February 22, 2016

The Secrets of Sculpting with Creative Paperclay: Tools and Essential Techniques II

The Secrets of Sculpting with Creative Paperclay: Tools and Essential Techniques II

Last week we looked at some of the tools to sculpt Creative Paperclay. This week, I want to talk about important techniques when working with air dry clay and also THE most crucial tool you’ll need to succeed with this medium.

The best things are worth waiting for...

The most important thing to have in your tools when sculpting with air dry clay is... (drum roll, please): Patience.

Shocked? You shouldn't be. The key to working with Creative Paperclay (CPC), or any artist quality air dry clay, is letting it dry. Duh, right? That might seem obvious, but I mean REALLY dry. Not just dry to the touch, or leather hard, I mean bone dry with no moisture left in it.


If you touch your sculpture and it:

- feels cold (similar to ceramic, CPC gets cold as it dries)


- has some give when you push on it

it’s not dry!


I emphasize this because the consequences can make the difference between a sculpture that is successful and one that needs to be re-built, or worse, thrown away.


Creative paperclay air dry clay crack
A typical example of a crack caused by applying a thick layer. Easily filled in with new clay

Success with Air Dry Clay = Working in Layers

The most effective way to work, and to ensure thorough drying, is layering. I start my sculptures by building a solid armature

Once that's complete, I put the first layer of air dry clay on this armature. It's important for this layer to be strong because it'll provide the base onto which everything is going to adhere afterwards.

I apply a layer, usually around 1-2cm thick, over the body of the horse (I generally leave the legs and head until the second layer), and let it dry for up to 3 days. I test the dryness generally by touch, but also by using my nail to see how easily I can dent it. If it’s dry, the clay will resist and your nail will only leave a small indentation.

air dry clay testing to see if dry with nail

Using your nail to test dryness: if the clay gives a lot it's still too wet

The second layer involves building up the general shape and padding areas where lots of weight is, such as the belly. I also cover the legs in a thin base-layer because when I start to really get into sculpting, the CPC will glide on and adhere flawlessly to itself.

Plus it helps to strengthen the legs in case I work the clay hard (this can happen when I’m working in a gestural way) and prevents cracking in that vulnerable area. This layer also needs to dry for up to 3 days. Did I mention this material requires a lot of patience?

Usually after that I get into the “meat” of the sculpting where I focus on bringing life to the horse I’m working on. The process is made easier because I’ve laid a solid foundation on which to work without fear of things breaking off or deforming.

building up layers on air dry clay horse sculpture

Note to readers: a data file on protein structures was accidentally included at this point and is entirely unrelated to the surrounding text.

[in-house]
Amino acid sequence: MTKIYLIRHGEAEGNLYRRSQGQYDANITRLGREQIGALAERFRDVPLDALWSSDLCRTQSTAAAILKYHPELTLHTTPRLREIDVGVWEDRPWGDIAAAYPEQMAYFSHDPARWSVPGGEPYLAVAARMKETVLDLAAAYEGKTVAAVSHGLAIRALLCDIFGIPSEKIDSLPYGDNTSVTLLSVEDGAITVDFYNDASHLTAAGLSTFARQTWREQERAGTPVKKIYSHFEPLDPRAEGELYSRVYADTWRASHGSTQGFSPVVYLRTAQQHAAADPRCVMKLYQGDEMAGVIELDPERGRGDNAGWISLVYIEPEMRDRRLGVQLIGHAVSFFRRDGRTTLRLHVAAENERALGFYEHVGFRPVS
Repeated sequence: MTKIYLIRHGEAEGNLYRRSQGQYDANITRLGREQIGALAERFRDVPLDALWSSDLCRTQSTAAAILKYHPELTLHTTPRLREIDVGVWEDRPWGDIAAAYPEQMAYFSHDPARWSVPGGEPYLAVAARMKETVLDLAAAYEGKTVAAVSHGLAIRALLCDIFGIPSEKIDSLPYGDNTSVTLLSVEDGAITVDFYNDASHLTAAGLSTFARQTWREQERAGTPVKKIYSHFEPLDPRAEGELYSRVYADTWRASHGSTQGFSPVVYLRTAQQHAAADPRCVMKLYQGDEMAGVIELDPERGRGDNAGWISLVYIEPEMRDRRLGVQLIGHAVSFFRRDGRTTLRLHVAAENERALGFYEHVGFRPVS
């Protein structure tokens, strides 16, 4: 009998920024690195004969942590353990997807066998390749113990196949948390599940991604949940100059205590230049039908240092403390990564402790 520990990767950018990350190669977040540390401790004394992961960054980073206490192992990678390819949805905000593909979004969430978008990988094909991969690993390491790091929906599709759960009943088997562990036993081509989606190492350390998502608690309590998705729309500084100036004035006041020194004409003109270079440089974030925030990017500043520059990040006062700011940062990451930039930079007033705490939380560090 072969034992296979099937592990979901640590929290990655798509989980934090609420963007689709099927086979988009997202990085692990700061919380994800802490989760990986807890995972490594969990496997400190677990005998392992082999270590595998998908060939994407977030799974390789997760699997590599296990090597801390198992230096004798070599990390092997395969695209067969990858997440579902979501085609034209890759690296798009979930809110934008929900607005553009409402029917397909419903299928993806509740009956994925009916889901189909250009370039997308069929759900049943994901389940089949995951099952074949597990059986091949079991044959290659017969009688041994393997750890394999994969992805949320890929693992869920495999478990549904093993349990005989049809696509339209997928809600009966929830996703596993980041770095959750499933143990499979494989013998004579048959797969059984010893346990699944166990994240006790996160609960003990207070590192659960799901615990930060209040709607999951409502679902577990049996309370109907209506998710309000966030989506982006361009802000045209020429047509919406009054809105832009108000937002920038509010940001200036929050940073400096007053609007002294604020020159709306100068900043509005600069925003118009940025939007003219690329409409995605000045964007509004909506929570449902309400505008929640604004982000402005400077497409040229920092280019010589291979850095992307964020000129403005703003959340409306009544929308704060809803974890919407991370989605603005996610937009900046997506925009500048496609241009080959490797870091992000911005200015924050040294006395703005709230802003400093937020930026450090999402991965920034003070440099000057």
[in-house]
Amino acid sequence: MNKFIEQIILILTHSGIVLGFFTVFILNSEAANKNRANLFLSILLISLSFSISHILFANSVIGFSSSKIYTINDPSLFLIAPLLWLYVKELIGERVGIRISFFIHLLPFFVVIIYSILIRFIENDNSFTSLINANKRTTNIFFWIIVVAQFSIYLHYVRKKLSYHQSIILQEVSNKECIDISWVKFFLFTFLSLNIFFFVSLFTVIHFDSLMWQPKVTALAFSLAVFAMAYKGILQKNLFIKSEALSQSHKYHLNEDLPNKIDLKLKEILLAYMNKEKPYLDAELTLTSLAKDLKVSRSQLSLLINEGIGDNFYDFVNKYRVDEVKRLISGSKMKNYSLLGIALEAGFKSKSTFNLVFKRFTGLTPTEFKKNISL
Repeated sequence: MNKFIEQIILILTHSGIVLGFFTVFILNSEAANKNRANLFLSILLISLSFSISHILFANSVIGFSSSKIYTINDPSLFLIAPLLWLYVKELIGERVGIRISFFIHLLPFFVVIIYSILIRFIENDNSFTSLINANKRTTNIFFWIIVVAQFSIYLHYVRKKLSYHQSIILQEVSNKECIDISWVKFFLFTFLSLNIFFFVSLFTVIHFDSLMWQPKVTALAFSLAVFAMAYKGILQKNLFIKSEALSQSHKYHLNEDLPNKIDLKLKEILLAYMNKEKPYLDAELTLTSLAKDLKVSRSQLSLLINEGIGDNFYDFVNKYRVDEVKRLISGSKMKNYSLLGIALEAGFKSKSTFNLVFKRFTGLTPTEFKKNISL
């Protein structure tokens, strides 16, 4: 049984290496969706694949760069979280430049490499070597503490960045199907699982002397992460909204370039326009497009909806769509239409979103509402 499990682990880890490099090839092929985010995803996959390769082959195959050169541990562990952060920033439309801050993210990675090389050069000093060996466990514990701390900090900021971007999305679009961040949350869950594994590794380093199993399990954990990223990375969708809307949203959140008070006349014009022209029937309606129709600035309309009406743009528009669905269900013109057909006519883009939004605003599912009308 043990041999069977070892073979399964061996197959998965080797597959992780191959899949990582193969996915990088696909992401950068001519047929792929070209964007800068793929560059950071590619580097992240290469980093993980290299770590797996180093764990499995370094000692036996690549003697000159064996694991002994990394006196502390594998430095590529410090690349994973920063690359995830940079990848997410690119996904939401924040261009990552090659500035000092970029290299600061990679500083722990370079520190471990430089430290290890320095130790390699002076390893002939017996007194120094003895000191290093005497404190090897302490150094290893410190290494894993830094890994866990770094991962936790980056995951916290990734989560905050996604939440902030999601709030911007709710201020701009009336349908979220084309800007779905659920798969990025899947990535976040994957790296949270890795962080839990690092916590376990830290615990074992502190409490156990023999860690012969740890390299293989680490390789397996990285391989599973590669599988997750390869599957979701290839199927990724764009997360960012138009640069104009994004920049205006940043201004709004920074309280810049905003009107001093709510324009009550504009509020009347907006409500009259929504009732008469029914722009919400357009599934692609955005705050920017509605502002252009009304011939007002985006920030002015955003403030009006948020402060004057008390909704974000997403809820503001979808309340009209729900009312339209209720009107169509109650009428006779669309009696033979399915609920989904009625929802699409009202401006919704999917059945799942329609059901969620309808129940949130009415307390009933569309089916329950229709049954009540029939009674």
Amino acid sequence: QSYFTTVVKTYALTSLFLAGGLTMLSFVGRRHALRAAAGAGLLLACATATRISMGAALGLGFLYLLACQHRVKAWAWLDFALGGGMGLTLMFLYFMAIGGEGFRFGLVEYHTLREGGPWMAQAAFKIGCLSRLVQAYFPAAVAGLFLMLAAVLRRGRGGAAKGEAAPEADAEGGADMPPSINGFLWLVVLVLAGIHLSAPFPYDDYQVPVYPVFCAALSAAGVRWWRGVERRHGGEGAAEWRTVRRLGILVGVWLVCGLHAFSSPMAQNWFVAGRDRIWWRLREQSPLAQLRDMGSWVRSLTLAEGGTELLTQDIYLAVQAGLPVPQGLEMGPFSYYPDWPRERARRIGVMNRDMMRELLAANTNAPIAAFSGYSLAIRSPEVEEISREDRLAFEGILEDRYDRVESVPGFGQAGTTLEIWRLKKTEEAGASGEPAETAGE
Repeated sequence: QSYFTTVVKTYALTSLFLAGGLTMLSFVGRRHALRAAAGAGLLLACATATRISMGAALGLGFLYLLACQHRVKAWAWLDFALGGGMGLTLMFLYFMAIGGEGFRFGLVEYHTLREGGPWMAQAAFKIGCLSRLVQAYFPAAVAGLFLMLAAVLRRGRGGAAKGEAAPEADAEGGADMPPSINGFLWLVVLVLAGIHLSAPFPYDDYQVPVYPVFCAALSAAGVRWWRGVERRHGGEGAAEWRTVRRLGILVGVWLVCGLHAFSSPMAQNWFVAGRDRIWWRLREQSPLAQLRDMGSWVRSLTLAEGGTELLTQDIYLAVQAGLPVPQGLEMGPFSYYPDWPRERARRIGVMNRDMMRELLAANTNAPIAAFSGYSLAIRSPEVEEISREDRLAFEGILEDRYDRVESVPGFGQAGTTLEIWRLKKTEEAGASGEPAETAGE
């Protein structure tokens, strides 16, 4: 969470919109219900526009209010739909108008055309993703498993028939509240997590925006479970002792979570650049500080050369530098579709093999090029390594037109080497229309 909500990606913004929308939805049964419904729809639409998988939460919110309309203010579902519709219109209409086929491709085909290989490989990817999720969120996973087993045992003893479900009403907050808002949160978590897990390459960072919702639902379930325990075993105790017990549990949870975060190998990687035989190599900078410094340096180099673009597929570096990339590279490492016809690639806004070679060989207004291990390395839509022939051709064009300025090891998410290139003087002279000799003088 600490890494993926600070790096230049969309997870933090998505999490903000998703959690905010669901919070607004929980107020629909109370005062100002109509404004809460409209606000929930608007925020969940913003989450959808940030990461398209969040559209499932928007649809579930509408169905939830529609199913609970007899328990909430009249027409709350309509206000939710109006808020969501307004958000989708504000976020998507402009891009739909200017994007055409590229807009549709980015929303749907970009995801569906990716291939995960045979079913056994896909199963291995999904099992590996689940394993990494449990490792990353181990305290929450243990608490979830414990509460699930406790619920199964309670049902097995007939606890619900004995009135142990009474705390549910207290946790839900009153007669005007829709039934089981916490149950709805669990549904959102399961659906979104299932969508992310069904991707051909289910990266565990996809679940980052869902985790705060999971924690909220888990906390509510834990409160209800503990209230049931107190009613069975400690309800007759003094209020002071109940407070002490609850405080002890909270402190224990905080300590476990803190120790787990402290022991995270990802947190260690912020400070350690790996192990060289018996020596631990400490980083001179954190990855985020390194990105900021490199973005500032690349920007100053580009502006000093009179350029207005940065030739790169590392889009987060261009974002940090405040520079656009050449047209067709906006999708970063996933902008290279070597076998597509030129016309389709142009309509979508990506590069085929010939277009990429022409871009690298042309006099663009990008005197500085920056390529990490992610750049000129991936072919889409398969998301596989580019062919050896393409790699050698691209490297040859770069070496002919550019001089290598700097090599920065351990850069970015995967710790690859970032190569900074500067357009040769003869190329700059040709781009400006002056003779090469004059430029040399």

An example of layers being built up on a horse sculpture. Left - first layer, Right - 3 layers


Into The Cracks - Repairing Air Dry Clay Sculpture

The biggest complaint I read from users is that air dry clays crack, and this is the biggest barrier in using them. Well, in fact all water-based clays can crack, this includes ceramic, if they are not dried evenly. The cracking is caused by shrinkage because of the loss of the water inside the clay body. 

The most common cause of cracking in CPC is:

  • Sculpting over an armature or non-flexible material
  • Applying clay in a thick layer
  • Using a lot of water, either to mix the clay or to help it adhere onto a previous layer

creative paperclay cracking too much water

An example of a crack caused by using too much water to attach a new layer. Can  easily be filled in with new material

If you're making a sculpture designed to last, you’re going to have to use an armature. This means you will likely get some cracks. But because it's so straightforward to deal with them it should hardly bother you at all. Unlike ceramic, CPC cracks can be filled in with fresh material. 

Tips on how to minimize cracking when using CPC:

  • Layering – Layers actually help minimize cracks because the clay has a chance to dry evenly. Plus, it also gives you a chance to fill in any cracks with the next layer.
  • Less water – Go easy on the water application. I don’t mean you should be using dry clay, but just know that if you’re adding lots of water to smooth something out that it has a greater chance of developing cracks because that water has to evaporate.
  • Slow drying  ceramicist usually cover their clay in plastic and dry it very slowly to prevent cracking. I find this method too slow for my tastes, especially since air dry clay cracks can be repaired, while with ceramic it's not so simple.
  • Baking – That’s right, you can put your CPC sculpture in the oven (around 225 degrees for about 20 mins, depending on the size). I find, especially with small sculpture, there’s almost no cracking with this technique and it can be combined with the layering approach to great effect, so you can work faster. Remember that if your armature contains non-oven friendly things, like Styrofoam, you can’t do this.

This advice will help you sculpt effectively with air dry clay and hopefully save you some frustration. The only way to get good at something is to practice, so don’t worry if your first sculpture doesn’t turn out the way you want it to: learn from what you did and keep on creating.

Meditative Foal sculpture by horse artist Susie Benes

Don't forget to have fun!


What's Next?

Create your own horse sculpture from air dry clay

Check out Susie's Favourite Sculpting Materials and Tools